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[Throughout 2018, we have committed to publishing a selection of poems from each month of Ian Boyden’s manuscript “A Forest of Names.” Over the course of a year, Boyden translated the 5,196 names of schoolchildren crushed in the 2008 Sichuan Earthquake. He then began a collection of poems, each written on the day of each child’s birth. An in-depth discussion of these poems can be read in “Fault Line: An Introduction to A Forest of Names.” —Eds.]
Detail from Ai Weiwei: Fault Line. Marble replica of twisted iron rebar pulled from one of the schools that collapsed in the Sichuan Earthquake (Rebar & Case, 2014). Photograph by Ian Boyden
Like a drifting white feather.
Like a tusk glowing in the shadows.
Child of Thick Ice
What glaciers within your heart?
Slow. Unremitting. Melting, calving.
At the edge: sapphire blue.
Held so quietly,
they failed to call her name.
Still, she sat
and waited for the thunder.
Plum Flower Singularity
Her name like a strangelet,
converting each who called to her
into a swirl of blossoms.
Autumn Vast & Beautiful
The ducks swam through the reflections
of trees and marsh grass,
with no thought of flying south.
When asked, she traced her name on the palm of her hand—
its etymology also a line of fate.
The forest bisected as if by a mirror.
And yet the bird that flies from tree to tree
does not arc through its own reflection.
The limestone bones coil
an endless wave of question marks.
The clouds fade
but the questions do not.
Heart of Humanity
He never imagined the shaking earth
would reveal those who had lost the heart of his name.
Rain of Poems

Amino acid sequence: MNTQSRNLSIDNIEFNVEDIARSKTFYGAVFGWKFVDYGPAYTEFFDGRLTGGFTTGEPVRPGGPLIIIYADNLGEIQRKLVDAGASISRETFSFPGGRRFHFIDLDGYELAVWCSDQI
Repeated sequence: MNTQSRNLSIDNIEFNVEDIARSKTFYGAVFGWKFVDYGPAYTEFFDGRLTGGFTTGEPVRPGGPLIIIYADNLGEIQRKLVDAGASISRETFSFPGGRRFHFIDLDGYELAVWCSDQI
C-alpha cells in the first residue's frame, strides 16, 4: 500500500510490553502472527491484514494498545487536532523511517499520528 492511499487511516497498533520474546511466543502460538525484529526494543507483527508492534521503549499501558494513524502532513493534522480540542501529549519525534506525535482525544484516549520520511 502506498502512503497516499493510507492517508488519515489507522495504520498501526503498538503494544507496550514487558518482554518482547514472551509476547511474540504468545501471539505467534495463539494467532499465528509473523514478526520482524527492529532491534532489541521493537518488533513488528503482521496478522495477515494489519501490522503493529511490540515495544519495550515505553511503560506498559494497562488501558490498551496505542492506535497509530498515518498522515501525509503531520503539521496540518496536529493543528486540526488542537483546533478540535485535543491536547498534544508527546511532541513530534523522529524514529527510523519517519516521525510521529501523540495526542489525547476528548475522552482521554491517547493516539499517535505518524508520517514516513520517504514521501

When she wrote her name,
she always added extra drops
falling from the cloud.
And when it rained,
she never opened her umbrella,
let the drops soak every last everything,
and felt the ancient oceanic murmurings
rise within her and knew
she had been loved by the cloud.
On those days of rain,
she did not write her name,
for once again she had become the paper
the clouds have written love notes on
since the beginning of falling:
Feathered Colorful Cloud
It has always appeared there is only one sun
but in its shadow, the eclipse of countless others,
the seared feathers of ravens… mangled chariots….
Who will hold the archer Houyi responsible?
if you call her name,
you’ll become a singing bird.
Luminosity and Its Absence
Distant stars blossomed like the faintest footsteps
as the Earth’s shadow fell across the moon.
Read more from Ian Boyden’s “A Forest of Names” in the following links:
“Introduction to ‘A Forest of Names'”
A Forest of Names — January selections
A Forest of Names — February selections
A Forest of Names — March selections
A Forest of Names — April selections
A Forest of Names — May selections
A Forest of Names — June selections
A Forest of Names — July selections
A Forest of Names — September selections
A Forest of Names — October selections
A Forest of Names — November selections
A Forest of Names — December selections
“Fragile as an Urn: An Interview with Ian Boyden”
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